~couchNerd ~serialOutrager ~puts2In42 ~makesPigsFly

Shantanu Vs The World

last update:

My brother, Amit Goel, has founded a startup “Patterbuzz” which is aiming to disrupt the digital publishing marketplace. Read on for details about it in his words. I can assure you that you don’t want to miss out on this whether you are a publisher or a consumer :) Welcome Offer: Download the app and register your account before 15th December and get 100 Credits FREE!! to download the content of your choice.

Exchange Security Bypass Xposed Mode for Nexus 4/5/7 and other AOSP based devices (Android 4.3 / 4.4) Update: This has now been tested to work successfully on all stock or nearly stock JellyBean (4.3) and KitKat (4.4) ROMs on Nexus 4 / Nexus 5 / Nexus 7. Other AOSP ROMs like CM11 should work as well. This mod should be used along with Xposed ( http://forum.xda-developers.com/showthread.php?t=1574401 ). Xposed is this awesome framework developed by rovo89 which allows you to carry out mods to your device without changing any files (well except one “app_process” as part of the xposed installer).

This script is the result of a weekend’s hacking to get my TV to display incoming calls/texts which I miss invariably because the phone is buried under a sofa or in a different room. Earlier I had done this using my Odroid U2 and Tasker/AutoRemote but this was limiting as this meant that I could see the notifications only when I was watching something through the Odroid. Samsung TVs, which are DLNA enabled, also include a hidden service called “Message Box” which can display different information on the TV natively irrespective of which display mode/input mode you are in.

So I got this beautiful piece of headset a few days ago, called the EarForce PX5 by TurtleBeach. It’s claim to fame being an awesome virtual surround sound headset which also does the double duty of providing game audio as well as voice chat over the same headset. I preferred this over the Sony PS3 Elite headset as the PX5 is more generic and can work across multiple devices since it uses the regular bluetooth for A2DP and voice chat and the wireless transmitter has standard optical/RCA inputs and outputs.

I’ve followed the 80 column rule almost always when I code, i.e., I keep a soft limit of keeping my lines of my code limited to 80 characters max. unless breaking up the line really messes up the readability of the code. I was asked recently why do I bother now in this age of 24” widescreen monitors (and above) with resolutions of 720p at the bare minimum. I could certainly afford to have more than double that limit staring back at me from the screen without overflowing.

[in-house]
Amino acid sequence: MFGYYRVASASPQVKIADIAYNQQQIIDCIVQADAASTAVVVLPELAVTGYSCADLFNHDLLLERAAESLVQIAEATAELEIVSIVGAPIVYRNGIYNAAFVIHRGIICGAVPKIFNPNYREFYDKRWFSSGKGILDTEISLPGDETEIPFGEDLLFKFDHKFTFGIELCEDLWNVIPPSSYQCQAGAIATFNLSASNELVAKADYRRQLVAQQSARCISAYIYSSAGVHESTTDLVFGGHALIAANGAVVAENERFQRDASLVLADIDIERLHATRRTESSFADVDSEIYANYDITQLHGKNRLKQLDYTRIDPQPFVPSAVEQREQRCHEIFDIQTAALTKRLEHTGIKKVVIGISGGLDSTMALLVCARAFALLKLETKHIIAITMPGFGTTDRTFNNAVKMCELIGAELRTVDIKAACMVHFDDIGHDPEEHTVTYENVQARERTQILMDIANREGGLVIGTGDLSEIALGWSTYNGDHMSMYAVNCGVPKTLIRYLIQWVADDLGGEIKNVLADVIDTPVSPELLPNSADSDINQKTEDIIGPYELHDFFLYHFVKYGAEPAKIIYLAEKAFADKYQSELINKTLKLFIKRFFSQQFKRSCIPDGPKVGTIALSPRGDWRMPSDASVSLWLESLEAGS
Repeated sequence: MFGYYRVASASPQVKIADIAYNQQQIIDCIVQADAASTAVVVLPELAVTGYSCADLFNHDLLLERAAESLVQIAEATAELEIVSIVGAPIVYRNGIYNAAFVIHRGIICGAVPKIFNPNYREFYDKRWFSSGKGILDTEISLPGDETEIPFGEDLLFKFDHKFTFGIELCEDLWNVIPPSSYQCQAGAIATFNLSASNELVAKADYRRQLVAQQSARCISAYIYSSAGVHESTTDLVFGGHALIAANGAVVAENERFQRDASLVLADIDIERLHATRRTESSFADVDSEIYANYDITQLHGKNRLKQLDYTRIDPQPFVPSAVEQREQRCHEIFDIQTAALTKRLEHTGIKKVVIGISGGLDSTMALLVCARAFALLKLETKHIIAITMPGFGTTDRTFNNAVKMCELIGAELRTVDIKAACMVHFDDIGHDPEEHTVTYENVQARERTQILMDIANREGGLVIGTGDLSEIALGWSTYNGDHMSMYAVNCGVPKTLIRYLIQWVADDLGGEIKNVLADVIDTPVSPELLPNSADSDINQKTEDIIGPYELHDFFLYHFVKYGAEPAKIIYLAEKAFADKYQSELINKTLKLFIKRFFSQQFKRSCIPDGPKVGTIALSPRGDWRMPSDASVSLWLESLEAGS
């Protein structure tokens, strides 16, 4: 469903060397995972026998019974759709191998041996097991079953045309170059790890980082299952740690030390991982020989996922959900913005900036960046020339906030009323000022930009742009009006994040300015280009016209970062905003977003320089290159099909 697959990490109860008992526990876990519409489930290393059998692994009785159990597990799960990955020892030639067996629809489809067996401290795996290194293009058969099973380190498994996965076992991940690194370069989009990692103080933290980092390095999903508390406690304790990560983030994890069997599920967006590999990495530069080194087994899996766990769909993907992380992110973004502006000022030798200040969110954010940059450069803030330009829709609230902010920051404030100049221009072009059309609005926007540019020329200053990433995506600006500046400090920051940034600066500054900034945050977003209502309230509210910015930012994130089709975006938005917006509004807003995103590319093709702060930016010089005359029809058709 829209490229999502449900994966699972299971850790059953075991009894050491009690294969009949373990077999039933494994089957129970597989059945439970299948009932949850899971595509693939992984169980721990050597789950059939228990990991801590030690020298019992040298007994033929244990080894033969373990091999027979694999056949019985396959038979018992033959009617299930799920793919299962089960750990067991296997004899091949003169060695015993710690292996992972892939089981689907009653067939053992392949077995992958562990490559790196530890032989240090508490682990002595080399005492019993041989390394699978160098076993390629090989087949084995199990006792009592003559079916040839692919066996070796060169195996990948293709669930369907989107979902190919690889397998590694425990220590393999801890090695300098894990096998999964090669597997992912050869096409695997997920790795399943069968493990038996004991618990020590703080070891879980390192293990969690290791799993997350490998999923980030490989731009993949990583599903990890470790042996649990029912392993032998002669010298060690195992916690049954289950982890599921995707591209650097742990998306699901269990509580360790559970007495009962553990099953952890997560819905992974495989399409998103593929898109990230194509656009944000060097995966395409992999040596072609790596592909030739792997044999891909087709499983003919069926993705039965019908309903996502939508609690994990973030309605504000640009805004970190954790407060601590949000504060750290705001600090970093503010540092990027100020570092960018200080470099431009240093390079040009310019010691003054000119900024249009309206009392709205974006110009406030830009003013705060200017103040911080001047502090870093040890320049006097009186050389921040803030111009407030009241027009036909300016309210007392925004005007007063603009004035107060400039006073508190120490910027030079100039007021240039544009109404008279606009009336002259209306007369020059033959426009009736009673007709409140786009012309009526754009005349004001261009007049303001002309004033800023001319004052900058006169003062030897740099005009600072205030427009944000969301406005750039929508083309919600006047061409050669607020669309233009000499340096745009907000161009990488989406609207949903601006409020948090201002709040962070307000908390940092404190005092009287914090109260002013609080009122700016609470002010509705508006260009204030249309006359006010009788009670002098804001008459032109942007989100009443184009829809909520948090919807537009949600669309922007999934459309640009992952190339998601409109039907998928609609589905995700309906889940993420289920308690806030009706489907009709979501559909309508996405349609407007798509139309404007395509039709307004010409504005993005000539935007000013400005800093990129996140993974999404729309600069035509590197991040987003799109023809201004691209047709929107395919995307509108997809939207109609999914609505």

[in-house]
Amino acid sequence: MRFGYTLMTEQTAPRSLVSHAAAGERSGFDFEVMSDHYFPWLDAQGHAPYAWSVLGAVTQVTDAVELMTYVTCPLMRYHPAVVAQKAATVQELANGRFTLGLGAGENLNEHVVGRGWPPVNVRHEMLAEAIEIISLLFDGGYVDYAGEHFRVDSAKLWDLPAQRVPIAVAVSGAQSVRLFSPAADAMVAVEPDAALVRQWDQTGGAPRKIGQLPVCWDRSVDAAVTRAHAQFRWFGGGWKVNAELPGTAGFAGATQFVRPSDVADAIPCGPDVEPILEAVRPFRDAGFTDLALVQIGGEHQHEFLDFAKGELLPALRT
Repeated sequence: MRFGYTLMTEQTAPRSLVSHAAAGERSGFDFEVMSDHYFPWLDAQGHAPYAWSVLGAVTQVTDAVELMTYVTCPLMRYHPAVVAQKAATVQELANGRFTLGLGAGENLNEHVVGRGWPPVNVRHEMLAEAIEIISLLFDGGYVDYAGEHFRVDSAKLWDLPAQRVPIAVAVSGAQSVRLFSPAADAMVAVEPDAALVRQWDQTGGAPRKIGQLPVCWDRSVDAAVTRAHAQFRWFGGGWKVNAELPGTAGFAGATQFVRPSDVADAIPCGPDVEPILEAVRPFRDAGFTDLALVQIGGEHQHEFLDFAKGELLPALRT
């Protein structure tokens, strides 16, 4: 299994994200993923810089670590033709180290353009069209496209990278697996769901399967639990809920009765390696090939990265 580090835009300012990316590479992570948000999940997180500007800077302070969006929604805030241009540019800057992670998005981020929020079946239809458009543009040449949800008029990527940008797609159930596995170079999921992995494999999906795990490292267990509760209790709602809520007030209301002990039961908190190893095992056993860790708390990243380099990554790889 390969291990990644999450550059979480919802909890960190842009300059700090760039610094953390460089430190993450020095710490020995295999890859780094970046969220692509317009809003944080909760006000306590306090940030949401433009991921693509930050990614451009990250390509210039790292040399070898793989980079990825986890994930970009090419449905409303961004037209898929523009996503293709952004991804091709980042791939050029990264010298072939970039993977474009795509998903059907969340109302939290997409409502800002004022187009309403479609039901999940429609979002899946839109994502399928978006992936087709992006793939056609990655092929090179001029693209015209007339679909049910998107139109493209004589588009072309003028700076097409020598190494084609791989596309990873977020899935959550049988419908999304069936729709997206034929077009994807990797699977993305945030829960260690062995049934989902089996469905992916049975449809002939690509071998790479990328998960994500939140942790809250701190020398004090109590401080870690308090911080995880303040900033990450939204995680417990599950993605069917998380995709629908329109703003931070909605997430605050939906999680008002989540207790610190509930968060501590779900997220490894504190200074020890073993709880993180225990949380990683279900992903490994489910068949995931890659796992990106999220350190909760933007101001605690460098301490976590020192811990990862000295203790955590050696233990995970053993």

Recently, there has been this trend. Blogs look for patents filed by companies and then report on each of them as if they are second coming of Jesus in technology. Especially if it is Apple who is doing the filings. A few days ago, this new patent showed up about Apple’s “new wave approach to fighting malware” with the author giving up half-researched commentary on it. I was intrigued by this news (if you can call it that), not because it’s something new but instead because process isolation is hardly a new concept.

So, my wife got me a new slim PS3 today to replace my old YLOD’ed phat (Yes, Awesome wife I know. And slim PS3 cuz I hate the looks of the new superslim). But, I digress. The issue at hand is that everything worked fine when I unwrapped it, hooked it up to the power and TV and switched it on. However, once I started the PSN store (or what is now called Sony Entertainment Network Store), nothing worked.

So I’ve been spending a few hours on getting my odroid u2 up and running and here are a few tips that I’ve come across in the process. Overscan:  So, many TVs have this issue that they miss out on displaying the corners of the image put out by the Odroid U2. The phenomenon is called overscan. Now, all you have to do is select settings such as “Just Scan” or similar on your TV that allows your TV to display image coming from U2 as is.

Odroid U2 is here

So, this little baby landed up in my mailbox a couple of days ago :). The Odroid U2. For those who don’t know, it’s a cheap dev board based around Samsung’s Exynos 4412 SoC and supports Android as well as Ubuntu. Odroid U2 I’ve got quite a few things planned on how to use it and will post more about my adventures with the U2 here soon.

One of the features I was really looking forward to with Android 4.2 was lock screen widgets but when I got the update on my Galaxy Nexus that it only had 5 pre-defined stock widgets that could be added to the lock screen. I headed over to the Android developers site some time later and was pleasantly surprised to see that actually 3rd party widgets can indeed be added to the lock screen.